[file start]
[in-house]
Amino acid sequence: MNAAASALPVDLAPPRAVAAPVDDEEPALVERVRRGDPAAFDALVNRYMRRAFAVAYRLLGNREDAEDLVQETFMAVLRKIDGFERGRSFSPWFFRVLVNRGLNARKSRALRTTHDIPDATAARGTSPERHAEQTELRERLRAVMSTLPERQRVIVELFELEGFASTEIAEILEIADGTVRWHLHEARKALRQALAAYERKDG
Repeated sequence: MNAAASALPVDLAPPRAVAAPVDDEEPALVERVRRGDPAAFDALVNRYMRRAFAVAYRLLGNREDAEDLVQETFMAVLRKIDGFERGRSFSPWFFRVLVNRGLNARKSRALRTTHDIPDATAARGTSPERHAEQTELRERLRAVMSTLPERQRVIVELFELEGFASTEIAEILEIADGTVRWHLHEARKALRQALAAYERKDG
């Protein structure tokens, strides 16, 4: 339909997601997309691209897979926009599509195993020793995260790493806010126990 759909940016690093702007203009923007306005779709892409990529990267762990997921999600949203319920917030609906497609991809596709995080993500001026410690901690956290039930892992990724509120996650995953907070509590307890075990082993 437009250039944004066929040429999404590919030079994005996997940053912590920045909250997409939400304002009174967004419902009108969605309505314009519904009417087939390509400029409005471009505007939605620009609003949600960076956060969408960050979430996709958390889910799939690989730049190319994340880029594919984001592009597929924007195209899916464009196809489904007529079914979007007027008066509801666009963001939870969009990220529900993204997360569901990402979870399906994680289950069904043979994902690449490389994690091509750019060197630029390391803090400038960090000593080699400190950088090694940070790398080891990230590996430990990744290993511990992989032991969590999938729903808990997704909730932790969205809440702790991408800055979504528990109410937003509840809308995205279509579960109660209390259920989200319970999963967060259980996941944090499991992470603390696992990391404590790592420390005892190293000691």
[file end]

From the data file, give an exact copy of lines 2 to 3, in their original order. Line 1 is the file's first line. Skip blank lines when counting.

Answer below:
Amino acid sequence: MNAAASALPVDLAPPRAVAAPVDDEEPALVERVRRGDPAAFDALVNRYMRRAFAVAYRLLGNREDAEDLVQETFMAVLRKIDGFERGRSFSPWFFRVLVNRGLNARKSRALRTTHDIPDATAARGTSPERHAEQTELRERLRAVMSTLPERQRVIVELFELEGFASTEIAEILEIADGTVRWHLHEARKALRQALAAYERKDG
Repeated sequence: MNAAASALPVDLAPPRAVAAPVDDEEPALVERVRRGDPAAFDALVNRYMRRAFAVAYRLLGNREDAEDLVQETFMAVLRKIDGFERGRSFSPWFFRVLVNRGLNARKSRALRTTHDIPDATAARGTSPERHAEQTELRERLRAVMSTLPERQRVIVELFELEGFASTEIAEILEIADGTVRWHLHEARKALRQALAAYERKDG